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  • What is a Mortgage Recast?

    Minneapolis, MN: Here in Minnesota where I am based, when you hear ‘recast’, you might think about casting a line for a big walleye, but actually, a mortgage recast is a little know tool that can allow you to potentially get a lower monthly mortgage payment without the need to actually refinance your current home loan.

    As a way to save money on interest over time, smart people know that paying as little as one extra payment a year, starting at the beginning of your loan, reduce a 30-year mortgage by six or 7-years. But whether you add a little to each monthly payment, or pay a large one-time lump sum, your required monthly payment amount always stays the same.

    But, if you have a substantial amount of money you’d like to apply to your mortgage, typically $10,000 or more, you may also have the option to lower your monthly payment today versus keeping the same payment today, but eventually paying the loan off early.

    This is known as mortgage recast.

    A recast takes your remaining loan balance after a large additional payment, then spreads out the new balance over the remaining term of your loan, which would reduce your monthly payment today.

    recast /rē-kăst′/ – transitive verb:  To mold again.

    Here are a few common scenarios where we see homeowners have large sums of money to throw at their existing mortgage are:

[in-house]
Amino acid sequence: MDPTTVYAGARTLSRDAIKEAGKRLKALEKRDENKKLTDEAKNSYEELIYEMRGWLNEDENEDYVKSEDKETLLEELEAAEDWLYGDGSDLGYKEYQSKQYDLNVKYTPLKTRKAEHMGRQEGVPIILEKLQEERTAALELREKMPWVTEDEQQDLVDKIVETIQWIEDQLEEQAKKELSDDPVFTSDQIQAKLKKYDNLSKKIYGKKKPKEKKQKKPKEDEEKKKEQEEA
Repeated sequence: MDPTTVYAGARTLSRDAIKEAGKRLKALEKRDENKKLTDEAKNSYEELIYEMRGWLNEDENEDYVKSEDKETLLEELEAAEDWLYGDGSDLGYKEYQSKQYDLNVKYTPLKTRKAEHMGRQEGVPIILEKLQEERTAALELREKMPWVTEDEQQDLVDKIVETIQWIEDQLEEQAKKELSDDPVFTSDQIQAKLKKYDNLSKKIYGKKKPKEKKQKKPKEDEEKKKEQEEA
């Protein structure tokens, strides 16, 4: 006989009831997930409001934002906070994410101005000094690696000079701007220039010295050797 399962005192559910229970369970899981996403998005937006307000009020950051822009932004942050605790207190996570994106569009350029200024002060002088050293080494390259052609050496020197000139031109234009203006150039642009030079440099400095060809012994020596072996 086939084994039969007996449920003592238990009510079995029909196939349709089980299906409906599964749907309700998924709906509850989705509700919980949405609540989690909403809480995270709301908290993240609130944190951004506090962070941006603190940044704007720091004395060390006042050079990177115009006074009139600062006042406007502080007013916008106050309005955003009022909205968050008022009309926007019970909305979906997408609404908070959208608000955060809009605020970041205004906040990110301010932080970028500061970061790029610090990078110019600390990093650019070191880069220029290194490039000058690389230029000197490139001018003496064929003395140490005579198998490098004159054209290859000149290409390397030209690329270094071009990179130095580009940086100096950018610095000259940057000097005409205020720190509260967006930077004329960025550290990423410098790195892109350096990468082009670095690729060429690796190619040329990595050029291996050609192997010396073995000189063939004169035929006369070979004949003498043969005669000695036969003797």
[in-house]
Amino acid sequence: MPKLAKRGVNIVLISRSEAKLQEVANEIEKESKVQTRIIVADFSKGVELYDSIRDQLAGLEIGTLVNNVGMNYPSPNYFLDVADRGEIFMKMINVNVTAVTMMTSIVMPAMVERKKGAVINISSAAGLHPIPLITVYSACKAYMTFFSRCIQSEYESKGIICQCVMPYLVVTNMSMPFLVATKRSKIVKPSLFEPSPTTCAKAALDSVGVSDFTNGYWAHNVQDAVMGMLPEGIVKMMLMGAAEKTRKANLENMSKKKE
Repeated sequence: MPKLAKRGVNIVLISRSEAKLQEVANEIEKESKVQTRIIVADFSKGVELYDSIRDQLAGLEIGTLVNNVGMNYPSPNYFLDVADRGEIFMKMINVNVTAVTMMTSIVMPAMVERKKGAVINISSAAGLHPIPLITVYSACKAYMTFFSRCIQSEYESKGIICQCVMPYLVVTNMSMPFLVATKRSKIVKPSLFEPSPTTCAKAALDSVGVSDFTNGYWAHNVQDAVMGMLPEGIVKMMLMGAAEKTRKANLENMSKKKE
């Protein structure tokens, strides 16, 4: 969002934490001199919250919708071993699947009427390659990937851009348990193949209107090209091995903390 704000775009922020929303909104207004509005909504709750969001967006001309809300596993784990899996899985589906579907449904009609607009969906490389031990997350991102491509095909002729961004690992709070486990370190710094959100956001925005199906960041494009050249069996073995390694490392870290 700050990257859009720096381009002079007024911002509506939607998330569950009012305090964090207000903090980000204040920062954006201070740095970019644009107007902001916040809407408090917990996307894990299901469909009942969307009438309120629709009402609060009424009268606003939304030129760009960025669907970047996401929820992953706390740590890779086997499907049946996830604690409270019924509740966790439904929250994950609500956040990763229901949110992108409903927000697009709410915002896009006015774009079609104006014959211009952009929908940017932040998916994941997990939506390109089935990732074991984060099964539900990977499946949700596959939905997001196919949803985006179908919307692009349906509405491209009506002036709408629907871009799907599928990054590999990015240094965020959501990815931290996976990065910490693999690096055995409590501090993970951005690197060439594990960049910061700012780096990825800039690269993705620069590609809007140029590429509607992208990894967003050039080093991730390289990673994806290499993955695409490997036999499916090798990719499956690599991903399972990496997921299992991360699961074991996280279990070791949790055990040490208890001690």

• Sold a home
    • Life insurance beneficiary
    • Divorce buyout
    • Won the lottery!

    A very common example is someone who bought a new home prior to selling your existing home. A lot of people do that because it is easier to move into the new home, then fix up the home for resale later.

    Let’s assume you took out a new $400,000 mortgage at 6.00%. The principal and interest payment is $2,398.

    One year later, you finally seller your old home, and profit $50,000. You’d like to apply that $50,000 towards the new loan. If you just add the $50,000 as principal loan reduction, your payment stays the same, but you knock a bunch of years off the end of your loan, which is very cool.

    But, if you did a mortgage recast with the same $50,000 after one year, your payment would drop to $2124 a month, or $274 a month cheaper TODAY.

    A recast option isn’t for everyone.

    Depending on your long-term and short-term financial goals, and current market conditions, other options may be better. For example, if current mortgage rates are higher than what you have now, recasting is a good option. If current mortgage rates are lower than what you have now, a regular refinance loan is probably smarter.

    A recast also isn’t free. Generally expect to pay a one time fee of $300 – $500. A recast is also not a one time option. You can do as often as you want.

    Finally, not all loans qualify for a recast. They are only available on Fannie Mae and Freddie Mac backed conventional loans (your plain vanilla loan), and some jumbo and portfolio loans. Recasting is NOT available if you have a government backed loan, like and FHA loan or a VA home loan.

    Whether a little extra each month, or a one-time substantial recast payment, paying extra towards principal reduction can save you a lot of money in interest over time.

    We can also help you run the numbers of the effects  recasting your mortgage, and  running our mortgage recasting calculator, versus just making a principal reduction payment, or making a recast payment, so feel free to reach out anytime.

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